English Porcelain

English Porcelain

  • Type: Porcelain
  • Date range: C. 1745-1795
  • Median date: 1770
  • Place of origin: England

The primary difference between Chinese and English porcelain is body composition. Early English porcelains generally have softer bodies and are not as tightly grained as Chinese wares. English wares are often decorated in transfer-printed underglaze blue or overglaze enamel patterns. Transfer printing on porcelain was an English innovation, dating back to approximately 1753. The majority of early English porcelains were soft paste, although some production of hard paste wares occurred later in the 18th century.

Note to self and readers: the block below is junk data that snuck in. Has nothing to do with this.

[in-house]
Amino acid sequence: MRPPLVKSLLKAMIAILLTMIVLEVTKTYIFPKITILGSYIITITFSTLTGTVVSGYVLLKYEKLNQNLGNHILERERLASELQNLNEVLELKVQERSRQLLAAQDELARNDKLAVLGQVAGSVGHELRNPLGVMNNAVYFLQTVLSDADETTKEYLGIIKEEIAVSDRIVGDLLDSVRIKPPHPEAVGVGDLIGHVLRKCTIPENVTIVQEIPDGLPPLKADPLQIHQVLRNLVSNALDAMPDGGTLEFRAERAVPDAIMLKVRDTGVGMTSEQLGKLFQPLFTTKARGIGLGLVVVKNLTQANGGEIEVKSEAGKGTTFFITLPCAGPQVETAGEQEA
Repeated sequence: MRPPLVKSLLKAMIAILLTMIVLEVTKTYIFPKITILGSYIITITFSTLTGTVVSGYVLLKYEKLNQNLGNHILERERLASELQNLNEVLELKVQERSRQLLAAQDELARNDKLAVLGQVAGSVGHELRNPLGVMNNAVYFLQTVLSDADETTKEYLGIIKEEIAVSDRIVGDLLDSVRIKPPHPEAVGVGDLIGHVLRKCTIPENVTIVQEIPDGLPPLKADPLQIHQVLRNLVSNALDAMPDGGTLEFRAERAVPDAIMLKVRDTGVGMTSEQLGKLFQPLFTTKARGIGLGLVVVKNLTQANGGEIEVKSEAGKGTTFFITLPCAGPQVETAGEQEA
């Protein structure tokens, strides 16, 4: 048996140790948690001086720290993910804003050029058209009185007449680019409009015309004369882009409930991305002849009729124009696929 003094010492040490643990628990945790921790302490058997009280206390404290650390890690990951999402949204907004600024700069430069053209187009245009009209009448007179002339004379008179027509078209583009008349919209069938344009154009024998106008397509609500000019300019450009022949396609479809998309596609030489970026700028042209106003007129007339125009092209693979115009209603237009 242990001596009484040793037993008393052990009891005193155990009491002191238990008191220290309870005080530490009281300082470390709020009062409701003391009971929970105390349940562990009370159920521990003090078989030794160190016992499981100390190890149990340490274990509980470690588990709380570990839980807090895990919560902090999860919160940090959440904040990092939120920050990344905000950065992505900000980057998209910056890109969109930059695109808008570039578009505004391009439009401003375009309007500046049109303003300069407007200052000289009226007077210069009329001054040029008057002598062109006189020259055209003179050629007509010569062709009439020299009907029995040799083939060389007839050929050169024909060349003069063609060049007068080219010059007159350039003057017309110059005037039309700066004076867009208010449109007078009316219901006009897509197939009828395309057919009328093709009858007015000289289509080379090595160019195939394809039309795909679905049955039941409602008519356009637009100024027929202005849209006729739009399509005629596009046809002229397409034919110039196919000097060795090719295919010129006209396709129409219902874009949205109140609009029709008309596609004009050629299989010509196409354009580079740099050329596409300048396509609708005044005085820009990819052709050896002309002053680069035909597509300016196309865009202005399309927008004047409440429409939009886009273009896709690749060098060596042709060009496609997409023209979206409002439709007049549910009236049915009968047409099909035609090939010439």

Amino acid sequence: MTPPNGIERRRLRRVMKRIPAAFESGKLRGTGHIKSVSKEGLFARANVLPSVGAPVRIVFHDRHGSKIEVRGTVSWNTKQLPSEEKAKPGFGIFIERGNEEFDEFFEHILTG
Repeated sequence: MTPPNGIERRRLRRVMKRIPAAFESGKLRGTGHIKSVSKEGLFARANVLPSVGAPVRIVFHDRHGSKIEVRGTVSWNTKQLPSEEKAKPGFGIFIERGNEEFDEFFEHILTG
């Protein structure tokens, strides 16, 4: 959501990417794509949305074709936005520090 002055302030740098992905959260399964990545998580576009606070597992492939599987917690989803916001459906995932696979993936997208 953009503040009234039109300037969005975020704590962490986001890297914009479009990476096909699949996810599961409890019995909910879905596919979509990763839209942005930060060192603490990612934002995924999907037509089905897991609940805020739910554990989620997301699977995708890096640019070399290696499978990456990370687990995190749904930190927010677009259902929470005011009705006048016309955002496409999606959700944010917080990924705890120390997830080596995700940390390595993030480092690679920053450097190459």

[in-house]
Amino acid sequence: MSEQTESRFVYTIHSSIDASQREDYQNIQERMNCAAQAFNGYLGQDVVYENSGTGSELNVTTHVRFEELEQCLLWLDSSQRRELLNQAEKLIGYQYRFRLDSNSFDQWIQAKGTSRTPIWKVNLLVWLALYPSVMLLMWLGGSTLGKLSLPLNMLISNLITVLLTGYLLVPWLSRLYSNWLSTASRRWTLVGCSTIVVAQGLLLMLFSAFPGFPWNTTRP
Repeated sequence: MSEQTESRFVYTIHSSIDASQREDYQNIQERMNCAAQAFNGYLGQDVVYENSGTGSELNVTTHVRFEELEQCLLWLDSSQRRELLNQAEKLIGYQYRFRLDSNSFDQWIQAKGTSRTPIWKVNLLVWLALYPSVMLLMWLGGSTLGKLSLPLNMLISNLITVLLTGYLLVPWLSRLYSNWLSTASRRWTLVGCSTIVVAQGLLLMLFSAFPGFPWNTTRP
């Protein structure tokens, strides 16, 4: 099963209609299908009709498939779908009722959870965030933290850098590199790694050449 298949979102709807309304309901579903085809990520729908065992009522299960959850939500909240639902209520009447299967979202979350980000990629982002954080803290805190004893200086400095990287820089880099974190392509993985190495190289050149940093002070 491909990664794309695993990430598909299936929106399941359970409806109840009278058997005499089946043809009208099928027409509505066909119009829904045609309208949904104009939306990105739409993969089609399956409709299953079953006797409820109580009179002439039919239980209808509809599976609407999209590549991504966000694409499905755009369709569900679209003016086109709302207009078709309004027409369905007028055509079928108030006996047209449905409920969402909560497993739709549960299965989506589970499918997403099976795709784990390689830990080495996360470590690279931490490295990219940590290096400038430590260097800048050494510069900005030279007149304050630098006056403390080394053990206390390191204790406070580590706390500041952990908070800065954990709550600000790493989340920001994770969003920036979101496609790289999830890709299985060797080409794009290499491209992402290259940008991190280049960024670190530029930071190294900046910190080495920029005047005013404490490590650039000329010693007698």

Common vessel types were tea bowls, tea cups, saucers and plates. Much of this ware was produced in Bow, Worcester, Liverpool and Caughley, England.

See Noel Hume 1976: 137, and South 1977: 210


Photo: Left - 2 rim sherds, Right - base of a tea bowl

Contact us

Faculty of Arts
Department of Anthropology
Mailing address:
McNally South 218
923 Robie Street
Halifax, NS B3H 3C3